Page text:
Pima Community College’s enrollment has fallen so low that record-high tuition hikes are on the horizon unless the school starts making major spending cuts, its employees heard Wednesday.
Layoffs, campus closings, program elimination, reduced hours and fewer employee benefits all were laid out as potential cost-cutting measures as PCC comes to grips with its inability so far to reverse declining demand for its classes.
“The status quo is the path to doom,” Governing Board member Scott Stewart said as PCC finance staff showed how enrollment has dropped to a 25-year low, roughly akin today to what it was in 1991.
That’s left PCC with far more building space than it needs. It has six campuses — two of them added since 1991 — but its student body now is small enough to fit into four, officials said.
PCC has taken pains to avoid layoffs, but that can’t continue, finance boss David Bea said.
“Some difficult decisions are upon us,” he said. “We need to recognize our new reality.”
Recent state changes to community college spending limits will force further cuts on PCC when they take full effect in three years, so the school needs to start planning how to blunt the impact, he said. The college also needs to find money to modernize its operations, he added.
Bea presented three budget scenarios for the board’s consideration:
- Forgo major cuts for now and make one big $15 million cut in 2020. This would require a $7 per unit tuition increase next school year — “the largest in the college’s history,” Bea said, noting the previous high was a $5 increase. A full-time student taking 30 units a year would pay an extra $210.
- Reduce spending by $5 million a year in each of the next three years and borrow money to modernize facilities. PCC would start to identify under-performing programs and phase them out, and would reduce infrastructure and staffing.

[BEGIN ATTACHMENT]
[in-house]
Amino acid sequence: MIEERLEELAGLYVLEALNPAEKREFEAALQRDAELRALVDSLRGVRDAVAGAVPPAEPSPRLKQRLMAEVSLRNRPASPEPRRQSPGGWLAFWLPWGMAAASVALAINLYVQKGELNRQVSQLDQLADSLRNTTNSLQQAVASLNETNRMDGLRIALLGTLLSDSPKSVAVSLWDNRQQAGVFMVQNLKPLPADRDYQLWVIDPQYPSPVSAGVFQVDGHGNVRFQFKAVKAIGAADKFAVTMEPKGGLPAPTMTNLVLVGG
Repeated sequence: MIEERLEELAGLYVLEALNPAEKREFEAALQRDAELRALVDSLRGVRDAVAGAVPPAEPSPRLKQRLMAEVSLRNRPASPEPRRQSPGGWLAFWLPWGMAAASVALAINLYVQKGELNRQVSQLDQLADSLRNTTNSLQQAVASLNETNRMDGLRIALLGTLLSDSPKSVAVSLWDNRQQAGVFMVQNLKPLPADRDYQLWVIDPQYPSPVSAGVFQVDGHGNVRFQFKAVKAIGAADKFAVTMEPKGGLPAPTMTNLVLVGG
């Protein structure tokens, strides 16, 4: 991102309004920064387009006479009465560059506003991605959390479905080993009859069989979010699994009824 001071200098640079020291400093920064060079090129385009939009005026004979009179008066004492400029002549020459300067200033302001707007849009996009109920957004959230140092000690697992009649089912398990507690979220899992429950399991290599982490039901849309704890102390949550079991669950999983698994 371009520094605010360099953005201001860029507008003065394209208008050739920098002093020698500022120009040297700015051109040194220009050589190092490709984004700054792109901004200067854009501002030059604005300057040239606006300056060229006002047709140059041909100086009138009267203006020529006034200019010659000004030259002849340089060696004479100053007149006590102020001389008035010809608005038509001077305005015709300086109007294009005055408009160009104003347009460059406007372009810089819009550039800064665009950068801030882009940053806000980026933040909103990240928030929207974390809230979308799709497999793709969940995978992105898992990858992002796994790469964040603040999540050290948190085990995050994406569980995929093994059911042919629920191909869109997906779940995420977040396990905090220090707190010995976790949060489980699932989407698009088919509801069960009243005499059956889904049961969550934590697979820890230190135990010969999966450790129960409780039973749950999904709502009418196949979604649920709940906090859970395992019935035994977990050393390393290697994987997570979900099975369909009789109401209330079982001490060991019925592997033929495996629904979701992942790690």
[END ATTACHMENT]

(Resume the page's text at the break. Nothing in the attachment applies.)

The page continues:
- Reduce spending by $10 million in each of the next three years and plow the savings into a spending plan to “revolutionize the college.” This option calls for “significant” reductions in infrastructure and staffing, including eliminating “at least one location.”
Wednesday’s special board meeting launched what will be a monthslong process leading up to the setting of next school year’s budget in June.
PCC plans in the new year to hold information sessions and seek feedback from inside and outside the college before moving ahead with budget planning.
The college has secured free help from a University of Arizona expert to guide its decision-making efforts.
Anthony U. Martinez, a former professor of business strategy in California who now lives in Tucson and lectures at the UA, has volunteered to help the college with priority-setting. He said he got involved after PCC contacted the UA’s Eller College of Management for help with strategic planning.
Martinez, in an interview after the board meeting, said PCC’s current crisis could lead to a brighter future if handled well.
“I see a lot of value in this process,” he said of the budget planning effort. “A time of crisis is a good time to evaluate and look at what’s most important.”